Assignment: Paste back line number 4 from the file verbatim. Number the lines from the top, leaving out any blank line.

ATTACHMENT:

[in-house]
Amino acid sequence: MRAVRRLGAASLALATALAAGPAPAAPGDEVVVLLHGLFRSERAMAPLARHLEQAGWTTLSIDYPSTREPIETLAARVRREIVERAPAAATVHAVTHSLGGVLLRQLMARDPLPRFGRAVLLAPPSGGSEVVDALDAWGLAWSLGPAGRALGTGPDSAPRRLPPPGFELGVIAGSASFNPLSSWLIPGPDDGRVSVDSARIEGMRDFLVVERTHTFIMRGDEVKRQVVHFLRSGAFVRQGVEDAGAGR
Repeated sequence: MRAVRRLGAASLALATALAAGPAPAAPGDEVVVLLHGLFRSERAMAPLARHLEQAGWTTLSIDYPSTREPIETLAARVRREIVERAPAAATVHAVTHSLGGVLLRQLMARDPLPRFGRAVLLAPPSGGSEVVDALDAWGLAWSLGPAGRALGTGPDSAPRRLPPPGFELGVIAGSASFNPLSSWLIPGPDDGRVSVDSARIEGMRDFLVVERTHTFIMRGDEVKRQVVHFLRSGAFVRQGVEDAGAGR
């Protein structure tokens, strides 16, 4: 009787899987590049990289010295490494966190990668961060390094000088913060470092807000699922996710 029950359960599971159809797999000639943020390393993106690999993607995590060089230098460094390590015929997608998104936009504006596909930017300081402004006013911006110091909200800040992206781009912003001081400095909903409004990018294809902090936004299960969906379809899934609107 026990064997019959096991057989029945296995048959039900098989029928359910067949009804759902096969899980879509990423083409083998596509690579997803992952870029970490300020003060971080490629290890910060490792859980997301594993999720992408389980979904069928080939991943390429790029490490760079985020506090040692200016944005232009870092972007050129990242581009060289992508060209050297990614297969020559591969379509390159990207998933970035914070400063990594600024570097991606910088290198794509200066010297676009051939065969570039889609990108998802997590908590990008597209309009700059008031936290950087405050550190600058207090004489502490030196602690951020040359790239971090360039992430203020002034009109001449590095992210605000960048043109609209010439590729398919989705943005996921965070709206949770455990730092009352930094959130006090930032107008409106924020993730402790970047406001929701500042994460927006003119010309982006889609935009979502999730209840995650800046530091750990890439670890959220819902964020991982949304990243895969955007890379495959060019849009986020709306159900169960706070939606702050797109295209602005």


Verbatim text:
């Protein structure tokens, strides 16, 4: 009787899987590049990289010295490494966190990668961060390094000088913060470092807000699922996710 029950359960599971159809797999000639943020390393993106690999993607995590060089230098460094390590015929997608998104936009504006596909930017300081402004006013911006110091909200800040992206781009912003001081400095909903409004990018294809902090936004299960969906379809899934609107 026990064997019959096991057989029945296995048959039900098989029928359910067949009804759902096969899980879509990423083409083998596509690579997803992952870029970490300020003060971080490629290890910060490792859980997301594993999720992408389980979904069928080939991943390429790029490490760079985020506090040692200016944005232009870092972007050129990242581009060289992508060209050297990614297969020559591969379509390159990207998933970035914070400063990594600024570097991606910088290198794509200066010297676009051939065969570039889609990108998802997590908590990008597209309009700059008031936290950087405050550190600058207090004489502490030196602690951020040359790239971090360039992430203020002034009109001449590095992210605000960048043109609209010439590729398919989705943005996921965070709206949770455990730092009352930094959130006090930032107008409106924020993730402790970047406001929701500042994460927006003119010309982006889609935009979502999730209840995650800046530091750990890439670890959220819902964020991982949304990243895969955007890379495959060019849009986020709306159900169960706070939606702050797109295209602005």